The first Lichtenberg figure I bought from Bert was a little two-incher, which I purchased back in 2004. I can't remember whether it had visible solarisation when I got it, but it doesn't now - and a green laser beam stays green all the way through it.

UPDATE: Find some high-res video of acrylic Lichtenberg figures being made in this post!

15 Responses to “Lichtenbergia”

  1. Joe Bloggs Says:

    Hey, dumb question here--isn't laser light supposed to be monochromatic? Are you telling me that the amber part of the block *changed green light into amber*?

  2. Orpheus Says:

    Looks like fluorescence to me. Try it with a red laser and see what happens.

  3. Joe Bloggs Says:

    Hmm, not the first time here that this rule of lasers had been bent. Here he says he puts red gel filter over laser and red light comes out. wtf?

  4. Joe Bloggs Says:

    Ok, correction--red gel over the 'lens', I take it that means the picture-taking lens.

  5. stewpot2 Says:

    I thought it was dichroism, but I don't think green lasers emit anything but green.

    So I reckon it's either fluorescence or maybe even Raman scattering. Not that I'm an expert.

    Try it with a polarising filter and see what happens.

    Also, blogsome is silently ignoring my posts when I log in as stewpot. Strange.

  6. Daniel Rutter Says:

    I can't see anything unusual happening when I shine a red laser through the block, but I don't have any high-powered red lasers, so I can't be certain.

    A correctly-adjusted polariser eats all of the green speckle pattern visible along the amber beam, leaving the amber clearer and more visible, but otherwise unchanged.

    (And the usual trippy stuff happens if I put the Lichtenberg figure between the polariser and a source of polarised light. Especially if I leave the acrylic block in its protective Ziploc bag!)

  7. Daniel Rutter Says:

    (Oh, and I see nothing wrong with the stewpot account, and there are no messages held for moderation or anything like that. Weird.)

  8. Ghafla Says:

    What you're seeing is almost certainly flourescence. The solarized portion is yellow, meaning it sucks up blue light, which means, in an organic, that there are likely structural features with extended delocalized pi electron systems. Such systems tend to absorb bluer light, and in the absence of a very strong fluoresence quencher, reemit to the red of the absorbed light. Absorbing doubled Nd:YAG light and reemitting it as orange strikes me as eminently reasonable. I've certainly seen similar behavior in blue-absorbing orgainc liquids many times. (I was using a 514 nm argon-ion laser, but the principal is the same.)

  9. Ghafla Says:

    And before anyone says anything, I do know that both the doubled YAG and the Ar+ laser are green; anything that absorbs strongly in the blue-UV will likely absorb a little bit in the green as well.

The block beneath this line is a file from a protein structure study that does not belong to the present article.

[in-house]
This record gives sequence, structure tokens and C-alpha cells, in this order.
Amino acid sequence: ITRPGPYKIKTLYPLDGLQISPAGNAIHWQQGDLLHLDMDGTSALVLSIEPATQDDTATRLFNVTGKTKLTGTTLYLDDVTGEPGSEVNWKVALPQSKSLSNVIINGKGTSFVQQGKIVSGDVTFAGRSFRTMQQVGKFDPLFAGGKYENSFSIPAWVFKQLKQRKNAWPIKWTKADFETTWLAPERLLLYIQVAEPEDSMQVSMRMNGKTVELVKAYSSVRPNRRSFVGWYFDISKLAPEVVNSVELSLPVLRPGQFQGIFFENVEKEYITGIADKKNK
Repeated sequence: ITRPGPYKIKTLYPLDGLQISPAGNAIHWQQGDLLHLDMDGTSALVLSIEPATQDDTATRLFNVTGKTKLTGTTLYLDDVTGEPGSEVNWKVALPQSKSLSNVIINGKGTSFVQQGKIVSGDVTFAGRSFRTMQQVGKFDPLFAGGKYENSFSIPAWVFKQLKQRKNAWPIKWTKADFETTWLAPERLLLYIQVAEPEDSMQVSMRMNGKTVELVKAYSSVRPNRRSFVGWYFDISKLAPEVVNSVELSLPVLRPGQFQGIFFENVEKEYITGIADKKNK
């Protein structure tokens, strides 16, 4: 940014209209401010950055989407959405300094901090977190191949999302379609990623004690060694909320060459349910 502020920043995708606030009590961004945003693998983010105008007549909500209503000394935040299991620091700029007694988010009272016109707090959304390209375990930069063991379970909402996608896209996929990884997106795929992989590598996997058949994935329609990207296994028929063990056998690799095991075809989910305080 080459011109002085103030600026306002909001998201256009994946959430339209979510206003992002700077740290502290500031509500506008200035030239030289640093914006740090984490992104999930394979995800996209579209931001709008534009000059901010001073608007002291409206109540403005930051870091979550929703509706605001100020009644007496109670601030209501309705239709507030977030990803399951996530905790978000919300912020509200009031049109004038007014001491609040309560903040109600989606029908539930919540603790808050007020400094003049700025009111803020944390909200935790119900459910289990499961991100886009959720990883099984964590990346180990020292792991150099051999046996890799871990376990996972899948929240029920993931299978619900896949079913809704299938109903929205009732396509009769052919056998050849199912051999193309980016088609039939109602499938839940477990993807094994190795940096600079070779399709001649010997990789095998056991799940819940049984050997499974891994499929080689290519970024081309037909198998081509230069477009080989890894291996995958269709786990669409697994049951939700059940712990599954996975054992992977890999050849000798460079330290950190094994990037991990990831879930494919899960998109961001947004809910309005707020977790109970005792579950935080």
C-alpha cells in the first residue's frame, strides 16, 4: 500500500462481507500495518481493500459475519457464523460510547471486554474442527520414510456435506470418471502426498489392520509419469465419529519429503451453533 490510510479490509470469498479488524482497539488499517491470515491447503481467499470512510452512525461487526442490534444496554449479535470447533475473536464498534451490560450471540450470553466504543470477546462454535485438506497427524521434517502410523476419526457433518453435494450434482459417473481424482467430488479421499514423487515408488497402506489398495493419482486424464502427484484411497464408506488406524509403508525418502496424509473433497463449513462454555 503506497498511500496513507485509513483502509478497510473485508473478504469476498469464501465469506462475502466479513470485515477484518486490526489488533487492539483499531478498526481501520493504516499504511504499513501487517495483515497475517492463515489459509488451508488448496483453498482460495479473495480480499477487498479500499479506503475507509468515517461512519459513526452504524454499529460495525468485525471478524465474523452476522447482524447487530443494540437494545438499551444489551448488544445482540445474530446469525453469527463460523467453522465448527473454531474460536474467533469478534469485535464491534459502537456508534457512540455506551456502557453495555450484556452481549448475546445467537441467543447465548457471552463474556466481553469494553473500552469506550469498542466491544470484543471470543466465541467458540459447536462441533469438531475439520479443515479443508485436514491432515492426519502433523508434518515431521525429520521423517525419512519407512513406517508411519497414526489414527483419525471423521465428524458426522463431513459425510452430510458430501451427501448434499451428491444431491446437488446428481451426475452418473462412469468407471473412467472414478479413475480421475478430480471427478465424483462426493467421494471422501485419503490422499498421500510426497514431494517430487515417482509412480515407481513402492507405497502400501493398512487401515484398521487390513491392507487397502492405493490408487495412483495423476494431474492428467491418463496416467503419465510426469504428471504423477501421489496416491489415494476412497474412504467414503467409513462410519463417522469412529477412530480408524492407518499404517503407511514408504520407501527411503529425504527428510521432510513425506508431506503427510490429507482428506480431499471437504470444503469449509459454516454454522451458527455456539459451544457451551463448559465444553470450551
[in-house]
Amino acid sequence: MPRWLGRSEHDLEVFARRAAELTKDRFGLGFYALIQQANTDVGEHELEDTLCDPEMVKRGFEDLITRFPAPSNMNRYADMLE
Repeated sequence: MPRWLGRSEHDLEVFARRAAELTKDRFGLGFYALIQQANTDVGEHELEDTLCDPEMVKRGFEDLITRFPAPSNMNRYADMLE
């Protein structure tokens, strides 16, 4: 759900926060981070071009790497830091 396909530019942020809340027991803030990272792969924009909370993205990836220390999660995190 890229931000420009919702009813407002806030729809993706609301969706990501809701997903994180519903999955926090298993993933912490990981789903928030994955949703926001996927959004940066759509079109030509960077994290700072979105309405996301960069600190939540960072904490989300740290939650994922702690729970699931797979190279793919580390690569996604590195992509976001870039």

10. Ghafla Says:

    Oh, and two more things:

    First, the fact that the polarizer doesn't kill the yellow light is consistent with the idea that it's fluoresence, since fluoresence in an isotropic medium doesn't generally preserve the polarization of its exciting light.

    Second, there may be a component of Raman scattering (scattering which shifts the energy of the exciting light by creating or annihilating vibrations in the medium) to the observed light. It's probably several orders of magnitude below the flouresence, but it would likely show up on a spectrometer.

  11. Orpheus Says:

    You'd probably see the fluorescence even with a low-power green laser (or a bright LED), especially if you filter out the green from the observer with an appropriate gel.

  12. gluino Says:

    I think it's fluorescence.
    I see similar effects shining a green laser pointer through various other materials, including some liquid detergents and even beverages.

  13. COPPOLA9 Says:

    I'm wondering about x-ray radiation, and the original experiments conducted by Roentgen. The X-Ray tube was developed by Roentgen using a Crookes tube, similar to the maltese cross cathode ray tube found here. I'm wondering how much input will cause significant x-rays from this tube, as I would like to experiment with this. Is there a certain input voltage that should be used to avoid x-ray radiation?

  14. ~ Says:

    […] Australia, Daniel Rutter, discovered that monochromatic light from a green laser pointer apparently changes color when passed through the solarized layer of a Lichtenberg figure. More recently, we have discovered […]

  15. What are Lichtenberg figures, and how do we make them? by gtsnexp - HackTech News Says:

    […] Australia, Daniel Rutter, discovered that monochromatic light from a green laser pointer apparently changes color when passed through the solarized layer of a Lichtenberg figure. More recently, we have discovered […]